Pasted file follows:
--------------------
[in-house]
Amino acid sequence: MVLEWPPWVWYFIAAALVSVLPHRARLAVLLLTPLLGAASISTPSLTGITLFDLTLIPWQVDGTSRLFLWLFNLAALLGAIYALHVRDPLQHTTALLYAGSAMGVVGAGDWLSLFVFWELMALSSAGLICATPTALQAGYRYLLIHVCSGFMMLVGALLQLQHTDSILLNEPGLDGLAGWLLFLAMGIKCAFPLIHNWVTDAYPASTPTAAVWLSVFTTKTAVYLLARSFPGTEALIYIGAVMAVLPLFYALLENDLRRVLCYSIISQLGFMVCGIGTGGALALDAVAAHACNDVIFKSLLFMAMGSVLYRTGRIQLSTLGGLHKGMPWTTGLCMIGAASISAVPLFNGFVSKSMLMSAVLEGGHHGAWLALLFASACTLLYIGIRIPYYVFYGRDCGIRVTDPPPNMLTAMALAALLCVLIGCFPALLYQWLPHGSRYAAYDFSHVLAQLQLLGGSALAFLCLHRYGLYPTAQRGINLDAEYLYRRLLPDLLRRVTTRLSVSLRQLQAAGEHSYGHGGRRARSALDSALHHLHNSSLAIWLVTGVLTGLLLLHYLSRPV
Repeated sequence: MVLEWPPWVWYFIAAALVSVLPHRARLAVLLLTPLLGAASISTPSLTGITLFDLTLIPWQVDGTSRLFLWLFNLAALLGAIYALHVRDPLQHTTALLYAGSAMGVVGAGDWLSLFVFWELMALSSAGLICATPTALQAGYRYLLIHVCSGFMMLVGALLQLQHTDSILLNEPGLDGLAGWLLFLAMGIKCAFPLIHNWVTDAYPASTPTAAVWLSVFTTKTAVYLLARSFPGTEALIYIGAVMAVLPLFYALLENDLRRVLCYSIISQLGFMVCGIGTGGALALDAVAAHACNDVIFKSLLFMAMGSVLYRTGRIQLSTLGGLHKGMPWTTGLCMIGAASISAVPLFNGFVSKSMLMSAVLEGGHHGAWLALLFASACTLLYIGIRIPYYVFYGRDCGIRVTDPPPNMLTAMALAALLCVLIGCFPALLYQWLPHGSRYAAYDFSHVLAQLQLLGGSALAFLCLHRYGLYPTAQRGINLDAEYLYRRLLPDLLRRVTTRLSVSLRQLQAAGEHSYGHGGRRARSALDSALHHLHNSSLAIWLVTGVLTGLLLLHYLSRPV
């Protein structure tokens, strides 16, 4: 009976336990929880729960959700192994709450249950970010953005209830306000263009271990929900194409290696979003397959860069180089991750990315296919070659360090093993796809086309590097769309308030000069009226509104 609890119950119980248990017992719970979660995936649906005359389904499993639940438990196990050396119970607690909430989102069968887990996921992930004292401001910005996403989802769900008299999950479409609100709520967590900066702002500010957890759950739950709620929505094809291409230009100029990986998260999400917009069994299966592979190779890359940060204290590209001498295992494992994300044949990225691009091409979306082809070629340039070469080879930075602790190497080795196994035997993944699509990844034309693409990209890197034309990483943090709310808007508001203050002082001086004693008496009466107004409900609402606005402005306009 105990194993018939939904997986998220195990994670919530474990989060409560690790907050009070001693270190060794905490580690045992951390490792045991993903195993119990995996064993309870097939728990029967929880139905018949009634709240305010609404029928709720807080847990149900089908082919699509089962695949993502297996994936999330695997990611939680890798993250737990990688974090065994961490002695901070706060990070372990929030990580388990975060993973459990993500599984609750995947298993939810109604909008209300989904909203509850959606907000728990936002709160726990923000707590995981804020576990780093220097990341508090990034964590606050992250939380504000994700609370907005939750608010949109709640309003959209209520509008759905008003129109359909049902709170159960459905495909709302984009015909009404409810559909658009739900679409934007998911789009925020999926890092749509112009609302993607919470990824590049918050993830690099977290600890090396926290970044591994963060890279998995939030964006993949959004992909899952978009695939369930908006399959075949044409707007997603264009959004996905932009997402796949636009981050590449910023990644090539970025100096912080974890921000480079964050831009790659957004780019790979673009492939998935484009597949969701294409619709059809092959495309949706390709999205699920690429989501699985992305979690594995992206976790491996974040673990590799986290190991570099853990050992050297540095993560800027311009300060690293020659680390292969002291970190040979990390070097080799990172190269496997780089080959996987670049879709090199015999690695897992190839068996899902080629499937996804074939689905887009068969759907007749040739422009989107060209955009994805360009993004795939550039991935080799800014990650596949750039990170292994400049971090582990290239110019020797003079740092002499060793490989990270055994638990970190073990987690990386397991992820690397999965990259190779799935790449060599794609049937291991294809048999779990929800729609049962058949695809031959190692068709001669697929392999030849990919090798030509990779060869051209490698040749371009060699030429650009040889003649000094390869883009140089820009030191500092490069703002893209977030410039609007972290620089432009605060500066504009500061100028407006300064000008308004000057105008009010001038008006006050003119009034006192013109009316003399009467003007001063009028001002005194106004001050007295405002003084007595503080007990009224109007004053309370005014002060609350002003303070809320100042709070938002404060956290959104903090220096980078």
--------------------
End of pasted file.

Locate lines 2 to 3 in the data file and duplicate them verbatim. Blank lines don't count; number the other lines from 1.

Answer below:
Amino acid sequence: MVLEWPPWVWYFIAAALVSVLPHRARLAVLLLTPLLGAASISTPSLTGITLFDLTLIPWQVDGTSRLFLWLFNLAALLGAIYALHVRDPLQHTTALLYAGSAMGVVGAGDWLSLFVFWELMALSSAGLICATPTALQAGYRYLLIHVCSGFMMLVGALLQLQHTDSILLNEPGLDGLAGWLLFLAMGIKCAFPLIHNWVTDAYPASTPTAAVWLSVFTTKTAVYLLARSFPGTEALIYIGAVMAVLPLFYALLENDLRRVLCYSIISQLGFMVCGIGTGGALALDAVAAHACNDVIFKSLLFMAMGSVLYRTGRIQLSTLGGLHKGMPWTTGLCMIGAASISAVPLFNGFVSKSMLMSAVLEGGHHGAWLALLFASACTLLYIGIRIPYYVFYGRDCGIRVTDPPPNMLTAMALAALLCVLIGCFPALLYQWLPHGSRYAAYDFSHVLAQLQLLGGSALAFLCLHRYGLYPTAQRGINLDAEYLYRRLLPDLLRRVTTRLSVSLRQLQAAGEHSYGHGGRRARSALDSALHHLHNSSLAIWLVTGVLTGLLLLHYLSRPV
Repeated sequence: MVLEWPPWVWYFIAAALVSVLPHRARLAVLLLTPLLGAASISTPSLTGITLFDLTLIPWQVDGTSRLFLWLFNLAALLGAIYALHVRDPLQHTTALLYAGSAMGVVGAGDWLSLFVFWELMALSSAGLICATPTALQAGYRYLLIHVCSGFMMLVGALLQLQHTDSILLNEPGLDGLAGWLLFLAMGIKCAFPLIHNWVTDAYPASTPTAAVWLSVFTTKTAVYLLARSFPGTEALIYIGAVMAVLPLFYALLENDLRRVLCYSIISQLGFMVCGIGTGGALALDAVAAHACNDVIFKSLLFMAMGSVLYRTGRIQLSTLGGLHKGMPWTTGLCMIGAASISAVPLFNGFVSKSMLMSAVLEGGHHGAWLALLFASACTLLYIGIRIPYYVFYGRDCGIRVTDPPPNMLTAMALAALLCVLIGCFPALLYQWLPHGSRYAAYDFSHVLAQLQLLGGSALAFLCLHRYGLYPTAQRGINLDAEYLYRRLLPDLLRRVTTRLSVSLRQLQAAGEHSYGHGGRRARSALDSALHHLHNSSLAIWLVTGVLTGLLLLHYLSRPV